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MGM was the right bet [Editorial]

Casino and Gambling IndustryPersonal ServiceCordish Cos.Tour Operations Industry

Maryland's Video Lottery Facility Location commission faced a much harder decision in awarding a license to a Prince George's County casino than it had for any of the licenses before. This was the first time that the commissioners had a choice between three qualified proposals by well-heeled bidders. The decision was also the most fraught because it involves the expansion of a gambling program that has not yet fully come to fruition and the risk that the new competition will simply cannibalize existing business rather than adding meaningfully to the state's coffers. Under the circumstances, the decision to give the license to MGM Resorts for its proposed mega-casino complex at National Harbor was probably the right one.

MGM faced competition from proposals for a Parx casino on Fort Hill Road and for a Hollywood Casino at Rosecroft Raceway. Each of the three offered a different mix of slots and table games, proposed tax rates and sweeteners for the community. But the bottom line for the licensing commission was which proposal stood to net the state the maximum revenue, and consultants who studied the proposals concluded that MGM edged the others out.

Parx officials in particular have questioned that conclusion, and not without reason. It relies on such matters as a three-minute difference in drive time between the proposed casinos and a potential customer base in Northern Virginia. The consultant makes assumptions about how directly each facility would compete against existing casinos — particularly Maryland Live — based on their mix of slots and table games and likely amenities. The report also assumes no further changes in the gambling marketplace in the Mid-Atlantic, a dubious proposition given what seems now to be a perennial arms race among the states.

Moreover, the projected difference between MGM and Parx was negligible in the metric that counts most, which is the amount of taxes the state would net as a result when the Prince George's casino is fully operational. Consultants estimated that MGM would produce about $40 million more in net new gambling revenue in fiscal 2019 than Parx would, but because of differences in proposed tax rates between the two, that only meant a projected difference of $5 million or so for the state. (The Hollywood Casino came out much lower.) In the grand scheme of things, a difference of $5 million is a virtual toss-up.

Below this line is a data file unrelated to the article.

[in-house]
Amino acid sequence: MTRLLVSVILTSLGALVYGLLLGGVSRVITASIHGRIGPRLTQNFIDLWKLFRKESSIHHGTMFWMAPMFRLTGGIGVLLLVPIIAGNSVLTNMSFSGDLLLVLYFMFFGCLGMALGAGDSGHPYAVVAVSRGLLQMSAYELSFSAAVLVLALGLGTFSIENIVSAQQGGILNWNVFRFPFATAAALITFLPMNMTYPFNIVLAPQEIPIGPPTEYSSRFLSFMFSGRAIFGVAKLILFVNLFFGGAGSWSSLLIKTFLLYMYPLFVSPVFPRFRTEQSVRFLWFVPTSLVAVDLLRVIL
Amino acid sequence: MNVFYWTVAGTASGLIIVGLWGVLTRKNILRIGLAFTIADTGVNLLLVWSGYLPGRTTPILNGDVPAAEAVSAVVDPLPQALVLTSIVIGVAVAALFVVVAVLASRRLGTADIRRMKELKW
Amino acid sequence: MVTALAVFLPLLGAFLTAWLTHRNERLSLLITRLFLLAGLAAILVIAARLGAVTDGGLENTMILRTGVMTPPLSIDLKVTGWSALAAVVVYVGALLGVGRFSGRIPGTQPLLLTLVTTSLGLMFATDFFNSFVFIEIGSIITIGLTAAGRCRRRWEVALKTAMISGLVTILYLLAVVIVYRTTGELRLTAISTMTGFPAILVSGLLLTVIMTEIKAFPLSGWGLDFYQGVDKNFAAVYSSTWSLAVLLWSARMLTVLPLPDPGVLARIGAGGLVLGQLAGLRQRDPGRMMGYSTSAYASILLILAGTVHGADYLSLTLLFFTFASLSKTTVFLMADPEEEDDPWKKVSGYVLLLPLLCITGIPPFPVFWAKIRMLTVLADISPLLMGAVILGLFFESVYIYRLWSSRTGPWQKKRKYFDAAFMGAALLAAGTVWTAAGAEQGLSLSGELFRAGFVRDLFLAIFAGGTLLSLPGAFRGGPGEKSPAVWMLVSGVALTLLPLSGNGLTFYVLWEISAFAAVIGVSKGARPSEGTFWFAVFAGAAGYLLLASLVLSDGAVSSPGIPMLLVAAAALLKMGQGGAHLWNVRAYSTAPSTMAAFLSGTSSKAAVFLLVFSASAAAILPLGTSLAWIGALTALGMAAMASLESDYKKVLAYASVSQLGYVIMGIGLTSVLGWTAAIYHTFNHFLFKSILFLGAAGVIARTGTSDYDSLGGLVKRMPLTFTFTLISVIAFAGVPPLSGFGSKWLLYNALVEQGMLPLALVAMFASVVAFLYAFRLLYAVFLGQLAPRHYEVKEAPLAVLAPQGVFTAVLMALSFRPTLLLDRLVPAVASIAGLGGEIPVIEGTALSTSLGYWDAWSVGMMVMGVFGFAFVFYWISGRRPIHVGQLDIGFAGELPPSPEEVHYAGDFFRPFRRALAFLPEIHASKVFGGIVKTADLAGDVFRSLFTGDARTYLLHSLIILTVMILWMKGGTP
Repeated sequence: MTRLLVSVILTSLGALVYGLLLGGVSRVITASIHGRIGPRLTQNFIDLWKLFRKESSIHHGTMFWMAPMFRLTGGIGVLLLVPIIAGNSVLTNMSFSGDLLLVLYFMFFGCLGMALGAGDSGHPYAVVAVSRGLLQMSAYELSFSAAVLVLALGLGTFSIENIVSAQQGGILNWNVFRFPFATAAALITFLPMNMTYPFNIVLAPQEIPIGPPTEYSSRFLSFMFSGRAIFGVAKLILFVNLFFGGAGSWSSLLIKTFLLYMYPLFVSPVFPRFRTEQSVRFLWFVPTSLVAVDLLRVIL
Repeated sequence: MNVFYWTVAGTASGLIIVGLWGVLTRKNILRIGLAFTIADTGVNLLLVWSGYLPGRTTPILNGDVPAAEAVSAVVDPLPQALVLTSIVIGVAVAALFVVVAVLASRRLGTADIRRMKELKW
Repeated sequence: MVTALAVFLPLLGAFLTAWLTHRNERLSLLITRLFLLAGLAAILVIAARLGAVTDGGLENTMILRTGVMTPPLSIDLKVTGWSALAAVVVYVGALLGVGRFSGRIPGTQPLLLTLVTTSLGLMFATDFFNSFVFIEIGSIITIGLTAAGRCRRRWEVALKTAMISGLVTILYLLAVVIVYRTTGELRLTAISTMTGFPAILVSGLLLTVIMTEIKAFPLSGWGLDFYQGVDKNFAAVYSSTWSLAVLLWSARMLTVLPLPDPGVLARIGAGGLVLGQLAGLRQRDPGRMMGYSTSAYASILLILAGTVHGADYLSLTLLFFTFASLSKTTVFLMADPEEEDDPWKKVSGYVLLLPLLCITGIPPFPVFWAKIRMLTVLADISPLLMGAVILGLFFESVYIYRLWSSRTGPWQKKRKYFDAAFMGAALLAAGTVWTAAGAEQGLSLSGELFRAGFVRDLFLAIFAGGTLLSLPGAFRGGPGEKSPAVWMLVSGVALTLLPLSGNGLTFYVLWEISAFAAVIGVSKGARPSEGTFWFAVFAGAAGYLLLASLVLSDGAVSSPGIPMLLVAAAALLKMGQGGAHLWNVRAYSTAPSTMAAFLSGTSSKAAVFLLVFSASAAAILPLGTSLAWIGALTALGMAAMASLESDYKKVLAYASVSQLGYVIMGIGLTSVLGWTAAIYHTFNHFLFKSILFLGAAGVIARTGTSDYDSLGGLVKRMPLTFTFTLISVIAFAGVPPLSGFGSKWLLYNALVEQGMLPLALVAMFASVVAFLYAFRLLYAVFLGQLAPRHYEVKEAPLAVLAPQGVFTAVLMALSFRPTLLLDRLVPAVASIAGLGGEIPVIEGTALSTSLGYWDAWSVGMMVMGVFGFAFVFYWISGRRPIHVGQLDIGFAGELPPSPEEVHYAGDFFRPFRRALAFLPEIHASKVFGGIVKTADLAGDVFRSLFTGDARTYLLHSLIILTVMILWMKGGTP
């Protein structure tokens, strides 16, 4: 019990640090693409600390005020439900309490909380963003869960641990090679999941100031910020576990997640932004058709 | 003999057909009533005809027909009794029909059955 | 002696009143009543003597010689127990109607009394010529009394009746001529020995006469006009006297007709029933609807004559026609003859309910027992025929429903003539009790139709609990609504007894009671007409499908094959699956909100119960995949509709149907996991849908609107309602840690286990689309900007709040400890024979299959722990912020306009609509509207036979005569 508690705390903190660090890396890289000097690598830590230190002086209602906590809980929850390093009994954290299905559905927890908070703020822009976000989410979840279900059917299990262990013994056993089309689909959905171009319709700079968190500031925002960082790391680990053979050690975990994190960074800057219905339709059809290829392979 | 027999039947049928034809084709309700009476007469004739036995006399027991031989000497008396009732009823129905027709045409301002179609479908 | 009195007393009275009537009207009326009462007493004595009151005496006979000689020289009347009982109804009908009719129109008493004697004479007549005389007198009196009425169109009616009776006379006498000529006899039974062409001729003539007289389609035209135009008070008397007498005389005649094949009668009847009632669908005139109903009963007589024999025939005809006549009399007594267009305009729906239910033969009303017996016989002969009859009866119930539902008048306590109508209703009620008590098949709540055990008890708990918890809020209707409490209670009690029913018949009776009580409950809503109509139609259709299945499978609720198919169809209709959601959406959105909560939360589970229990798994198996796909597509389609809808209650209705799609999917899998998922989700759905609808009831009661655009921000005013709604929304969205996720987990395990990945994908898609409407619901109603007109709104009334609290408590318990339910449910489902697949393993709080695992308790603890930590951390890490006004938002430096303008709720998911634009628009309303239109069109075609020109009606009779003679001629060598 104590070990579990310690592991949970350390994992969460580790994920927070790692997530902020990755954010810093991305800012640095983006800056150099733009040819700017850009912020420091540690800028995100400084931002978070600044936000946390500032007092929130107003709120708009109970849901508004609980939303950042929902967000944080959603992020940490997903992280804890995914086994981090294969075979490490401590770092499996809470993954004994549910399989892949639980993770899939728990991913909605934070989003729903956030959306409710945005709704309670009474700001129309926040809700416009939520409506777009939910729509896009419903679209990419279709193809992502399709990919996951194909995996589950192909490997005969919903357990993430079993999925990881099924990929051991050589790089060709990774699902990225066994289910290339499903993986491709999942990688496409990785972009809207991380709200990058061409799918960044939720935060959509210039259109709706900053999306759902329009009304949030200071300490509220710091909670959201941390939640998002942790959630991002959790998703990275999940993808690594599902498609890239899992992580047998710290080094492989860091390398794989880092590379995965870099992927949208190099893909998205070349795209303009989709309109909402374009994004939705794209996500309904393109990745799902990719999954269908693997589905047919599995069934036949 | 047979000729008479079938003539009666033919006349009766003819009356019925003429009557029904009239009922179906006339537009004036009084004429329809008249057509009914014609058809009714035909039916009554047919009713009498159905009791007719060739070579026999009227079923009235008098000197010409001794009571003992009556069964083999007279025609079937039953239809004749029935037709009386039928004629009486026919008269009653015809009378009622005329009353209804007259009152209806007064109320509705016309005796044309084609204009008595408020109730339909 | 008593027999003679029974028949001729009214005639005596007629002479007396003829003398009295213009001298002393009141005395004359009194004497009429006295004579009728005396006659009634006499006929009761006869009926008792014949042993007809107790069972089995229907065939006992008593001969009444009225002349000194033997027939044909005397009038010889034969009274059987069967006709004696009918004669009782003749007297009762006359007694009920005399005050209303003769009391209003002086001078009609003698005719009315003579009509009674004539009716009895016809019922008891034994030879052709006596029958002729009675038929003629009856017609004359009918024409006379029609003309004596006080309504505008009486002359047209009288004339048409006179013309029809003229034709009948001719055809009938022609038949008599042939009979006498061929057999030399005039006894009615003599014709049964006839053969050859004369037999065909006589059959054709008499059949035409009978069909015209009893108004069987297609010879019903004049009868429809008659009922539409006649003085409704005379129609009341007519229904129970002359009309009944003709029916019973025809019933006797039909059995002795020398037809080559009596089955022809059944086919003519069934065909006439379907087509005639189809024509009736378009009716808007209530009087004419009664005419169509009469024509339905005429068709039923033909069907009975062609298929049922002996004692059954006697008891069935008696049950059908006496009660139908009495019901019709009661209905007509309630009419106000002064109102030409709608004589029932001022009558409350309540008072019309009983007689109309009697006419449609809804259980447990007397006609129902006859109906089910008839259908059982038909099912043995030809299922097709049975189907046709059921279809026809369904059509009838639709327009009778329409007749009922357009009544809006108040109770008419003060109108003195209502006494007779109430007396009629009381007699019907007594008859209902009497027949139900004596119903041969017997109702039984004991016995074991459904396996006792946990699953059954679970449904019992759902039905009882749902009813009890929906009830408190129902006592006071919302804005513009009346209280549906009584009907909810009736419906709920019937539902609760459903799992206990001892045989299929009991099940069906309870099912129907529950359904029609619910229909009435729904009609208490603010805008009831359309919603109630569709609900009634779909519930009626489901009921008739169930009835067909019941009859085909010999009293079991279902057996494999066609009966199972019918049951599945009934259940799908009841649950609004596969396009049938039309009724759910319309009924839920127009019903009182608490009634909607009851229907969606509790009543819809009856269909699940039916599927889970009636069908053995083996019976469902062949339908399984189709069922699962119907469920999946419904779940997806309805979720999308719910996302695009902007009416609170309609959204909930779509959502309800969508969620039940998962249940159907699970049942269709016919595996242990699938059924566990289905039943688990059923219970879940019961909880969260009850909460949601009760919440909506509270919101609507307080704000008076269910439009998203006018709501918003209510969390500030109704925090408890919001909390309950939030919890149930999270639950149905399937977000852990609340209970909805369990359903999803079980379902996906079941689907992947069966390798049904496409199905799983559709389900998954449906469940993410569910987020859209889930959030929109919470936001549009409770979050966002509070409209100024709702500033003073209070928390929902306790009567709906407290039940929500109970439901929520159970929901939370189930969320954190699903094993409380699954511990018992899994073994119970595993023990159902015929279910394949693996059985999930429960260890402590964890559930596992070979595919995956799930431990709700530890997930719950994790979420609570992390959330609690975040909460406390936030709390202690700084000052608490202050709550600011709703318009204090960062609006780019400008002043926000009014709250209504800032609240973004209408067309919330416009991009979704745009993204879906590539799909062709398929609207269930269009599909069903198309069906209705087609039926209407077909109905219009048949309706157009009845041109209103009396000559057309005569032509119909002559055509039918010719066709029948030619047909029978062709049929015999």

The licensing commission voted 5-2 in favor of MGM, and ultimately, questions about what transportation improvements would be needed to make the Parx site feasible may have been the crucial difference. But there are other reasons why MGM is a slightly better bet.

Of the three proposals, it involved the largest investment in construction — it is to be a $925 million facility including a hotel, spa, shopping and celebrity chef-driven restaurants. That means jobs in Prince George's County. Of the three proposals, it was expected to do the best at drawing in tourists from outside the region, even if that is still a relatively small part of the business. Those are, in large part, customers who were not likely to patronize one of Maryland's existing casinos.

And finally, it follows the model that has made Maryland Live so successful. That casino has proven the value of building a facility in a place people are already attracted to — in its case, the Arundel Mills mall. The mall was already one of Maryland's biggest attractions before the casino came along, and it is much more so now. Rather than using a casino to shore up a troubled tourist attraction like a horse track, it added strength to strength. Business has been so good at Maryland Live — it just racked up its seventh month in a row of $50 million-plus in revenues — that its owner, the Cordish Cos., is proposing the construction of a new hotel and convention center complex there, plus a new intermodal transportation hub.

All that said, no matter which proposal the commission approved, the decision was going to be better for the new casino owners than for the state. That's already been the case with the state's expansion into table games. Total gambling revenue in November was up about $20.4 million over the same time in 2012 (factoring out Rocky Gap, which was not yet open a year ago). Of that new revenue, the state got $3.8 million, and the casinos got $16.6 million. When MGM is fully operational, existing casinos will have the chance to lower the tax rate they pay on slots further, tilting the deal even more in the gambling industry's favor. We have clearly reached (if not exceeded) the point of diminishing returns, and unless something fundamental changes, this new gambling license should be the state's last.

Correction: An earlier version of this editorial incorrectly reported the Maryland Video Lottery Facilities Commission's vote in favor of MGM. The vote was 5-2. The Sun regrets the error.

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Copyright © 2014, The Baltimore Sun
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